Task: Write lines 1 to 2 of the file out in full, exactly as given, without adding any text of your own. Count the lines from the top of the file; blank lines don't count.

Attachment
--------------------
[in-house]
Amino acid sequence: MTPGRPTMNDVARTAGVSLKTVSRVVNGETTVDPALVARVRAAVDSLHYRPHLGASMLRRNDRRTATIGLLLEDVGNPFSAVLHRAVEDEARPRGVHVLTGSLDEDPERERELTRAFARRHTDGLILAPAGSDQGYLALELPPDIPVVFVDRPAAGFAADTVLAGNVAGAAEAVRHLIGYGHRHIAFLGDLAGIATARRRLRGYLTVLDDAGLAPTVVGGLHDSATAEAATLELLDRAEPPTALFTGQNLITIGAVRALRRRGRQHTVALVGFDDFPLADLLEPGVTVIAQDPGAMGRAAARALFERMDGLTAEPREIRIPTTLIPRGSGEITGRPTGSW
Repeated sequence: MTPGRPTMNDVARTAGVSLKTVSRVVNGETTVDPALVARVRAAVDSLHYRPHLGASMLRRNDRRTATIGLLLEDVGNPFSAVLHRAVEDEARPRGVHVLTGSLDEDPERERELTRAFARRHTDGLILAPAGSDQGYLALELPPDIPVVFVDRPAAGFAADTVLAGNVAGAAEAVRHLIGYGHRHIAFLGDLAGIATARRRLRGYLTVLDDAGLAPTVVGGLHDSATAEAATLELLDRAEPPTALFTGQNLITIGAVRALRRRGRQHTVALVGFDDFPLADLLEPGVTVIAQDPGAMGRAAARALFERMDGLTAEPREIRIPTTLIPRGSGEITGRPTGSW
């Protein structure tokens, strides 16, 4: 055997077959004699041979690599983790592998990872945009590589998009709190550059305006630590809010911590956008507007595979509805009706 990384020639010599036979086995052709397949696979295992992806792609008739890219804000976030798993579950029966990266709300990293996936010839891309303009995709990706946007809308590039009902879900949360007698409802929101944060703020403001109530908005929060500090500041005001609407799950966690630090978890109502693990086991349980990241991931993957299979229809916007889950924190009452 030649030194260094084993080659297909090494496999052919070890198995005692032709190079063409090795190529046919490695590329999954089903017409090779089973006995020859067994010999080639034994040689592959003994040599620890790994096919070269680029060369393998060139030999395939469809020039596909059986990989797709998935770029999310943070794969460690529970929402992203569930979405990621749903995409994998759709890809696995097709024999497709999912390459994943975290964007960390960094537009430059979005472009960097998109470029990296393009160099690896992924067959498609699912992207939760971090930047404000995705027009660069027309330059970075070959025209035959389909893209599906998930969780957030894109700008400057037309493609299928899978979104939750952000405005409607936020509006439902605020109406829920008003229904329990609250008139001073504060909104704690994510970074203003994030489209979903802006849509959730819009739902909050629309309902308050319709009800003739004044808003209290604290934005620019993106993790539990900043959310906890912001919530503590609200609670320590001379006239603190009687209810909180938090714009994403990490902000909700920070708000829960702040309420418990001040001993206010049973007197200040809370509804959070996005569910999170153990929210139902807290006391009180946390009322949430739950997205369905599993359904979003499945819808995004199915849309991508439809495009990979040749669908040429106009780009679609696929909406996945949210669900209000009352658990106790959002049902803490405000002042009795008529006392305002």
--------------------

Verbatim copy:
[in-house]
Amino acid sequence: MTPGRPTMNDVARTAGVSLKTVSRVVNGETTVDPALVARVRAAVDSLHYRPHLGASMLRRNDRRTATIGLLLEDVGNPFSAVLHRAVEDEARPRGVHVLTGSLDEDPERERELTRAFARRHTDGLILAPAGSDQGYLALELPPDIPVVFVDRPAAGFAADTVLAGNVAGAAEAVRHLIGYGHRHIAFLGDLAGIATARRRLRGYLTVLDDAGLAPTVVGGLHDSATAEAATLELLDRAEPPTALFTGQNLITIGAVRALRRRGRQHTVALVGFDDFPLADLLEPGVTVIAQDPGAMGRAAARALFERMDGLTAEPREIRIPTTLIPRGSGEITGRPTGSW